OBSERVATIONS ON A KEYHOLE GARDEN
A couple of years ago I saw an Oklahoma Gardener Magazine article about keyhole gardens. Always looking for new ideas and philosophies, this intrigued me. Further research by friends found photos of active keyhole gardens and a documentary video of a charity group teaching villagers to use this growing technique in their homes.
What is a keyhole garden? Google this and you will see many fancy formal gardens using manufactured stone and ornamental plants. Dig deeper and you will find the uses that fascinated me. Most suitable in high altitude arid regions of Africa, these structures allow a family to grow sustainable crops near their huts using green techniques and gray water from their home to provide food during the 3 month dry season.
Plans for my garden started over 18 months ago, cutting down a dying pecan tree and laying out the footprint for the stone structure. These gardens are, by necessity, no bigger that 10 to 12 feet in diameter, keeping the entire growing area within reach from the outer wall. A more or less round stone-walled garden is created with a notch, or keyhole in the wall extending to a “chimney” of sticks and reeds 2 feet in diameter and taller than the tallest part of the garden. In my structure I used rebar and plastic fencing with 3/8 inch square openings. The wall is made of castlewall stones and double-sided matching stones for the keyhole to allow vertical faces on the keyhole.
Some decisions may not have been the best design techniques for this particular garden. I offset the chimney to miss the flush-cut tree stump. I also planned the lines of the wall to follow curves of my brick pathways. This resulted in a deeper reach required to work some areas of the garden and a possible uneven distribution of water dispersal throughout the entire planting area. To verify possible shortfalls in this area I have begun testing moisture levels before watering and after watering for specific time and flow rate. My Wal Mart moisture sensor is a 10 inch probe with a meter movement from 1 to 10, wet to dry. A few measurements may give me an idea if I need to compensate my watering patterns in the wider sections of the garden.
By my best observation, the chimney should have several inches more material than the outer circle. The outer circle should have its material sloped up toward the chimney. I am questioning whether the compost should be fully composted material or can be mixed with fresher vegetable scraps. With each watering, the compost level does settle by several inches and has a tendency to tunnel the water to one side without frequent stirring and leveling of the surface between waterings. I am currently adding a kitchen bucket of scraps, egg shells coffee along with filters and bags, fresh vegetable peelings and pieces and egg shells about each third topping of the chimney.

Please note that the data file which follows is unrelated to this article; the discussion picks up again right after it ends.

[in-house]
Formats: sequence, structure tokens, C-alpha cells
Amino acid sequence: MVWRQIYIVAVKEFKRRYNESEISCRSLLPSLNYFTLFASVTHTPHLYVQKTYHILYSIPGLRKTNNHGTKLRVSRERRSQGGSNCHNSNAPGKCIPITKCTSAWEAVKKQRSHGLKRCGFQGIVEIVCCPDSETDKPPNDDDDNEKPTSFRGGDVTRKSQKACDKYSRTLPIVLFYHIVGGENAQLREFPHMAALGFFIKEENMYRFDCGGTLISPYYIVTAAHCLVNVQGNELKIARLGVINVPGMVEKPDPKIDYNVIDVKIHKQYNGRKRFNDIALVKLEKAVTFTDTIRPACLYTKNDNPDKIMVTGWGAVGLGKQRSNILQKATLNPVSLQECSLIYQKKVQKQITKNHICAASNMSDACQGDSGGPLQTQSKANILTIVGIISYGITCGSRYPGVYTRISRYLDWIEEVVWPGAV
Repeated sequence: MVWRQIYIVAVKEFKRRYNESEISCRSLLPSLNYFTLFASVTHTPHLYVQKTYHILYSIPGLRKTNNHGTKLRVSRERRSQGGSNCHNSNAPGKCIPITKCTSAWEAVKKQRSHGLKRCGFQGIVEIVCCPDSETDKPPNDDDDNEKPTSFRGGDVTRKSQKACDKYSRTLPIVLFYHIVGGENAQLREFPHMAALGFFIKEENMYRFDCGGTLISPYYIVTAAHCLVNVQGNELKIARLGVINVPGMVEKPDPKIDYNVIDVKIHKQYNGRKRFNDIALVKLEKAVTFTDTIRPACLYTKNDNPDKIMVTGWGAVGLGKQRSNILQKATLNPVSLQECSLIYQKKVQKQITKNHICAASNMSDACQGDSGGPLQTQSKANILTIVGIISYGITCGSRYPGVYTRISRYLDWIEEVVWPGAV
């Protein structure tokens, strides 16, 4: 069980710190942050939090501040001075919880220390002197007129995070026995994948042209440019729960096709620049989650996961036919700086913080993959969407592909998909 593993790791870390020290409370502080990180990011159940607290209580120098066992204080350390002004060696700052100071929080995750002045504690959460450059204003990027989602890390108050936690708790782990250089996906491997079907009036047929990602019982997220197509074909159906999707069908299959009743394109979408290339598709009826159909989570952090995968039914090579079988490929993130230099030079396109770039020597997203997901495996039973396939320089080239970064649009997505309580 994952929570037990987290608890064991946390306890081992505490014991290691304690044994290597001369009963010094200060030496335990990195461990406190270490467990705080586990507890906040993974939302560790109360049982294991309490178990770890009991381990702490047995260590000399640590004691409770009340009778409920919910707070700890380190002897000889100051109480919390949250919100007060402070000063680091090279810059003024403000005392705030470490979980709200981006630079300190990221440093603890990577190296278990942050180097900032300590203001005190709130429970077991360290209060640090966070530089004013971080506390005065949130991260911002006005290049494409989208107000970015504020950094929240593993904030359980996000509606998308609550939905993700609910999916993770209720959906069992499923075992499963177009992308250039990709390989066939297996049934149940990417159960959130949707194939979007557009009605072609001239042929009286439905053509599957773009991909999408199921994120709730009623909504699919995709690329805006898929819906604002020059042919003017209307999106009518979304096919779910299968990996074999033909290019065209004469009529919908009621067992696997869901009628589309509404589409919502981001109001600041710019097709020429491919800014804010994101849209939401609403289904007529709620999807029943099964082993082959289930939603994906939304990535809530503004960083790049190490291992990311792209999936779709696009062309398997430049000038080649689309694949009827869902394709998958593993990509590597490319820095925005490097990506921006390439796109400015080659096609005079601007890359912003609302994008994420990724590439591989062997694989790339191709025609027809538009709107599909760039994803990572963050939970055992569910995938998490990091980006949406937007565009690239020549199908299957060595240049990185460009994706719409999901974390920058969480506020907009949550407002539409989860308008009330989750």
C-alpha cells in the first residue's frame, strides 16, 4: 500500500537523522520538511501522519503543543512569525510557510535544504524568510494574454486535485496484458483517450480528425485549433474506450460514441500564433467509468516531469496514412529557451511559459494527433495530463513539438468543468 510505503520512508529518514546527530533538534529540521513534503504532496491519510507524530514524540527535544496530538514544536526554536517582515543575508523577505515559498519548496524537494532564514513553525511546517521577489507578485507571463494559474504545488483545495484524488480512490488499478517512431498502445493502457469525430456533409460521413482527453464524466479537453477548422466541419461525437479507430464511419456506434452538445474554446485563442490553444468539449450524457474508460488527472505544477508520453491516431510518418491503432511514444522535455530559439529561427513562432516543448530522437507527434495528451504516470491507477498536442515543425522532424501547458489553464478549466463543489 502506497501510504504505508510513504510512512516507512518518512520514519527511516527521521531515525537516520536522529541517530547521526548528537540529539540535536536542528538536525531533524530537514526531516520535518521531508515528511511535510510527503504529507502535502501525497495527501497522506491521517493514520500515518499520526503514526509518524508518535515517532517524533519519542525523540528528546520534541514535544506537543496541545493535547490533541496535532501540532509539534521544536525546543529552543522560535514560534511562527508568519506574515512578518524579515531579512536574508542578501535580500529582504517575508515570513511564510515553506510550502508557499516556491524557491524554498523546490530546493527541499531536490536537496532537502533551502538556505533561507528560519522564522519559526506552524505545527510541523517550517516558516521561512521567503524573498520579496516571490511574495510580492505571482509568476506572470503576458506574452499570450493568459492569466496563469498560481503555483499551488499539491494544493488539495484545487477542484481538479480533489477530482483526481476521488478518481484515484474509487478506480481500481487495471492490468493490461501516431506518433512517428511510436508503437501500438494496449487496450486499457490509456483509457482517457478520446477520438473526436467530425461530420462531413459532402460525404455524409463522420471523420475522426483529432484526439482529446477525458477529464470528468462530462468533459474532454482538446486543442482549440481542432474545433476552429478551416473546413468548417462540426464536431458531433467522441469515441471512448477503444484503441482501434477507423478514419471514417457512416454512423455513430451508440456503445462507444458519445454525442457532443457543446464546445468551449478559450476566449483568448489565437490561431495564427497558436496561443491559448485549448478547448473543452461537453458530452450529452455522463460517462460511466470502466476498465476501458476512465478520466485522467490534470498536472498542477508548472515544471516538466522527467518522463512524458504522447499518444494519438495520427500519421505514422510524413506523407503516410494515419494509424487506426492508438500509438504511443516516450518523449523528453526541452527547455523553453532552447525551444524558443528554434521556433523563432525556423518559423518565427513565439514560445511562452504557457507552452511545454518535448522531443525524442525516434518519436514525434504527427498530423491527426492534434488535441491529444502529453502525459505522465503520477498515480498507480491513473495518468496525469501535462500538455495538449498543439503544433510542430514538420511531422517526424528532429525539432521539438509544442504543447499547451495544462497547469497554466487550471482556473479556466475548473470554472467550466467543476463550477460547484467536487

For the first trial of my garden I planted squash, zucchini, tomatoes, 2 varieties of peppers, and sweet potato vines for table consumption. The squash varieties are spaced around the inner ring of the garden, with the tomatoes planted in a grid on the widest slope of the garden. Sweet potato vines are randomly space counter-clockwise from the keyhole, reaching around 2/3 of the circumference. I covered all bare areas of the planting bed with 10 inch sections of cane growing along my back fence, consisting of stalk sections and green and dry leaf segments. My plan is to train the sweet potato vines to grow counter-clockwise, looping back when the side of the keyhole is reached. To assure good production I will have to remove the green cover in areas where the vines appear to be setting roots for each potato. The tomatoes will receive cages to control their growth, with the peppers getting either cages or stakes to support heavy branches.
After the first week or two of observation I noted a great amount of settling in some areas of the bed. This could lead to excess water traveling to these areas and will have to be reshaped with additional dirt as the weeks go by. I feel this is a one-time problem that can dealt with in the beginning growing season.
The examples of African keyhole gardens in use show concentrated plantings of greens crops, cabbage, lettuce and such leafy crops. To match my functional and ornamental designs, my crops are not quite as densely planted but will produce crops that we will consume.
Other considerations when finishing off a keyhole garden are wall height (additional dirt height above a comfortable reaching distance adds no benefit), and ornamentation. The wall itself can be topped with attractive planter pots of garden art. An interesting use may be to purchase (locally available) matching wall block which incorporate a planting pocket within each block, providing decoration with draping vines or crops. These can be set in two or three block segments of the wall to not interfere with easy flow around the garden area.
After 18 months of volunteer labor and a lot of planning small details, this may be my most cherished addition to my yard. Get in touch with me for future updates and lessons learned as the growing year progresses. Freddy Hill email@example.com.